MR: Well, obviously there’s risk. Anytime you have in-person interactions, there are health risks. And I think the other concern from a teaching standpoint is to figure out how I can foster that sense of community in a really large classroom where everyone is in masks. If we’re doing stuff online — and we will be during the first two weeks — my concern is to make sure that I’m taking enough steps in the design of the course to foster that sense of community because peer-to-peer learning is an important part of the learning process. It’s not just lectures, it’s applying this stuff and interacting with your classmates. So making sure that we set up enough opportunities to do that either in an on-campus, distanced in-person class or in an online class.
What got you interested in studying economics, and what was your path to becoming a professor?
MR: So, ironically, I was an anthropology major when I first started college, and I took my first macro class — my first econ class was introductory macroeconomics. And it blew my mind. Actually, it was that class where I decided I wanted to switch my major and more importantly, I wanted to become a macroeconomist. It was actually the spring of my freshman year. And basically, I never looked back.
I went on to graduate school. I didn’t want to be an academic — I wanted to do macroeconomic policy. So after graduate school, I actually worked in Washington, D.C. I worked first for the Council of Economic Advisers. And then my main job after completing my Ph.D. was working as a macroeconomist for the International Monetary Fund. And I basically did macroeconomic policy around the world for the IMF. My husband, Doug Irwin, who is also on the economics faculty, and I decided to come to Dartmouth when the travel just became very challenging. We were juggling travel with raising a family, and he was commuting to Chicago — it was kind of a crazy life. So when Dartmouth called and said, “We would love to have both of you on the economics faculty,” it just came at a terrific time. And I came thinking, “Well, I really like doing macroeconomic policy. It’s a job — it’s not a career.” And it totally morphed into this wonderful second career teaching undergraduates. I absolutely love teaching at Dartmouth.
You mentioned that your husband, Doug Irwin, is also a Dartmouth economics professor. What’s it like to both work in academia?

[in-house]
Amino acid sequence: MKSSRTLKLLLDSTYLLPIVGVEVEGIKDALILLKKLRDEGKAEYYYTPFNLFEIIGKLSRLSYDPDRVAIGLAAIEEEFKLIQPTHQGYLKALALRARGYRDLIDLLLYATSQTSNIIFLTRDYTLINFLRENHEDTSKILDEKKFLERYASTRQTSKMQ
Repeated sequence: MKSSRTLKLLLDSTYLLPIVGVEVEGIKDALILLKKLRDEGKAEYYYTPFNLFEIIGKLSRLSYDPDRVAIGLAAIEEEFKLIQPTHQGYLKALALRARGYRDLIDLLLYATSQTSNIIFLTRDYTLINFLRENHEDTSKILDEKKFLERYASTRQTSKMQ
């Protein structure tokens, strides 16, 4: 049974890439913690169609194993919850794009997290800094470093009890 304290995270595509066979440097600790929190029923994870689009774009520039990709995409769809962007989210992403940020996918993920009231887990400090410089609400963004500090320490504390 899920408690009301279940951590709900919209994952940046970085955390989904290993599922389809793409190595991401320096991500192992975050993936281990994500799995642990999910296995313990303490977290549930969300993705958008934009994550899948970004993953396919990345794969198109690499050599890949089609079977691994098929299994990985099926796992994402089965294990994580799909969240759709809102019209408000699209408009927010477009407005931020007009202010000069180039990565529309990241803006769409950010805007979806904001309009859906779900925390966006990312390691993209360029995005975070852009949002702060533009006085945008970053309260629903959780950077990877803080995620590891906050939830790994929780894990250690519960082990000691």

MR: We love it — we both think the same way, we’re both trying to figure out how to make the online content more effective, so we have lots of interchanges. And we’re economists, so over the breakfast table we’re discussing an article from The Wall Street Journal or what’s happening with economic policy in Washington. We both have that interest. I can’t imagine life without my husband being an economist. And I have to say, the economics department has a lot of dual couples like that.
How did you yourself find the transition to quarantine life to go, and how are you spending your time these days?
MR: I’m obviously spending a lot more time on the computer. I usually take summer as a period to take a pause. And I don’t do research. I sometimes will do consulting, but I can’t do consulting this summer. So I’ve done some art projects and gardening projects. The other creative project that I’m loving that I think I’m going to transfer to my Dartmouth classes — I’ve done a lot of video editing for my church, but also for the Political Economy Project. It’s creative and it’s fun and it’s a way of conveying ideas in a more interesting way, I think, than a straight lecture or conversation, so I’m hoping I can use some of that for my Dartmouth classes.
Do you have any advice for the ’24s?
MR: Take some risks and try out some new classes, some new areas, that you’ve never considered before. That’s the beauty of a liberal arts education — it gives you the opportunity to try out a lot of different subjects that you ordinarily wouldn’t be able to do. I would say, too, really reach out to your classmates. Dartmouth is very collaborative, and students learn a lot more from each other, so don’t hesitate to join a study group, form your own study groups, take the initiative and get to know the students in your classes. Especially for the assignments where I encourage students to work together, because I think they learn better that way, struggling through the material themselves. I think there are a lot of things that students can do to help them learn the material, but also to improve their understanding and also just to make it a much more engaged, exciting learning environment.
This interview has been edited and condensed for clarity and length.